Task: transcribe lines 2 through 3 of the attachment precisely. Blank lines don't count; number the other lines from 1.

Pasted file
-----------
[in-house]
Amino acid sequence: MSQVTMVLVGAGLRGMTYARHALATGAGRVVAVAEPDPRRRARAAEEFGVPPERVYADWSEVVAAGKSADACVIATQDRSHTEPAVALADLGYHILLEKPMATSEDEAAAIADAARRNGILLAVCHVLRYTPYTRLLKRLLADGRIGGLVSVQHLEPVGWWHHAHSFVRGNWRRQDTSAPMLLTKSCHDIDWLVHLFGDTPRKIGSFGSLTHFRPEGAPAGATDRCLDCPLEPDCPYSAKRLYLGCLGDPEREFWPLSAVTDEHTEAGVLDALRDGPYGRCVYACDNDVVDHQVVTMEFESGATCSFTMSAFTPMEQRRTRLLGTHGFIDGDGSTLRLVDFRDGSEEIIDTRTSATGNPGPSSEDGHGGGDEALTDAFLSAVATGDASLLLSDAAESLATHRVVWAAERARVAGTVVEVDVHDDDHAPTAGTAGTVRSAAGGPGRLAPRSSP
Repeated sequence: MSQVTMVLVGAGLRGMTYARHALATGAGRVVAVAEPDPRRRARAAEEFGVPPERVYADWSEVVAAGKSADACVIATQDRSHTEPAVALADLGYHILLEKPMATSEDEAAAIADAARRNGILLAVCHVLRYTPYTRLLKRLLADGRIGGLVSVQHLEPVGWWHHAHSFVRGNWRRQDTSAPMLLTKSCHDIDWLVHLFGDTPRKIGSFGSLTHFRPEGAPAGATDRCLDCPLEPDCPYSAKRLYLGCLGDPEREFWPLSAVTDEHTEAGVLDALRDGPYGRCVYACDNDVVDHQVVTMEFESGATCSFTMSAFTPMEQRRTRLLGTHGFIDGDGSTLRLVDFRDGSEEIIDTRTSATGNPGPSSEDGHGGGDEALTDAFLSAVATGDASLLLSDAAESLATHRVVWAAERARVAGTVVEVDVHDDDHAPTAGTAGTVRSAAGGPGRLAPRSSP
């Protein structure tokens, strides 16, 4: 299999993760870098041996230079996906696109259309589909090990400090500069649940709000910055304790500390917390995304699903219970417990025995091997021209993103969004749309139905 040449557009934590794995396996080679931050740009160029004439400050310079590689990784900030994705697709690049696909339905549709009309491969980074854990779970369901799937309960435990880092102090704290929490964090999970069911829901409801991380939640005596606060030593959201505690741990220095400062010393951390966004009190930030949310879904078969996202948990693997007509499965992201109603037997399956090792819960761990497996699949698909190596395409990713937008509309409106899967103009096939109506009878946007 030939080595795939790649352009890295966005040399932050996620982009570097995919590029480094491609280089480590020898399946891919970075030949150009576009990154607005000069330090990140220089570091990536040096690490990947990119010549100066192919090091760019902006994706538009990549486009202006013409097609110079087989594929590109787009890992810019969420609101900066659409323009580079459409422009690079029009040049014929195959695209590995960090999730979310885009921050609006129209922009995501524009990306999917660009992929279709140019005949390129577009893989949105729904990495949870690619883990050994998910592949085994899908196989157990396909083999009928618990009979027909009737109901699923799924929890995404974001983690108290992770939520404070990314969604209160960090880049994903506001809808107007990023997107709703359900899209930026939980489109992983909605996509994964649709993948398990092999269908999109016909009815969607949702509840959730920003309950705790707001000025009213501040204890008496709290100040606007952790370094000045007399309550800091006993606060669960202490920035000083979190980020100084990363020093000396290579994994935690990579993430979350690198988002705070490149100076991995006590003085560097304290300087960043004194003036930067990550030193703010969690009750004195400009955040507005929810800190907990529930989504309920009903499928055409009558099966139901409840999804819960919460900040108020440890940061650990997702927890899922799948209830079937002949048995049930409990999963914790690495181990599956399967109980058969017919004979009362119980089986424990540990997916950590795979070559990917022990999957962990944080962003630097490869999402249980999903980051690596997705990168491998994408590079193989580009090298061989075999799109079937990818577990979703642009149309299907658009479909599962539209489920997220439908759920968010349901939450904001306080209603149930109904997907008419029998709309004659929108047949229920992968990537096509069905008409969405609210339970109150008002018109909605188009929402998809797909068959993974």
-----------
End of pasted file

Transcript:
Amino acid sequence: MSQVTMVLVGAGLRGMTYARHALATGAGRVVAVAEPDPRRRARAAEEFGVPPERVYADWSEVVAAGKSADACVIATQDRSHTEPAVALADLGYHILLEKPMATSEDEAAAIADAARRNGILLAVCHVLRYTPYTRLLKRLLADGRIGGLVSVQHLEPVGWWHHAHSFVRGNWRRQDTSAPMLLTKSCHDIDWLVHLFGDTPRKIGSFGSLTHFRPEGAPAGATDRCLDCPLEPDCPYSAKRLYLGCLGDPEREFWPLSAVTDEHTEAGVLDALRDGPYGRCVYACDNDVVDHQVVTMEFESGATCSFTMSAFTPMEQRRTRLLGTHGFIDGDGSTLRLVDFRDGSEEIIDTRTSATGNPGPSSEDGHGGGDEALTDAFLSAVATGDASLLLSDAAESLATHRVVWAAERARVAGTVVEVDVHDDDHAPTAGTAGTVRSAAGGPGRLAPRSSP
Repeated sequence: MSQVTMVLVGAGLRGMTYARHALATGAGRVVAVAEPDPRRRARAAEEFGVPPERVYADWSEVVAAGKSADACVIATQDRSHTEPAVALADLGYHILLEKPMATSEDEAAAIADAARRNGILLAVCHVLRYTPYTRLLKRLLADGRIGGLVSVQHLEPVGWWHHAHSFVRGNWRRQDTSAPMLLTKSCHDIDWLVHLFGDTPRKIGSFGSLTHFRPEGAPAGATDRCLDCPLEPDCPYSAKRLYLGCLGDPEREFWPLSAVTDEHTEAGVLDALRDGPYGRCVYACDNDVVDHQVVTMEFESGATCSFTMSAFTPMEQRRTRLLGTHGFIDGDGSTLRLVDFRDGSEEIIDTRTSATGNPGPSSEDGHGGGDEALTDAFLSAVATGDASLLLSDAAESLATHRVVWAAERARVAGTVVEVDVHDDDHAPTAGTAGTVRSAAGGPGRLAPRSSP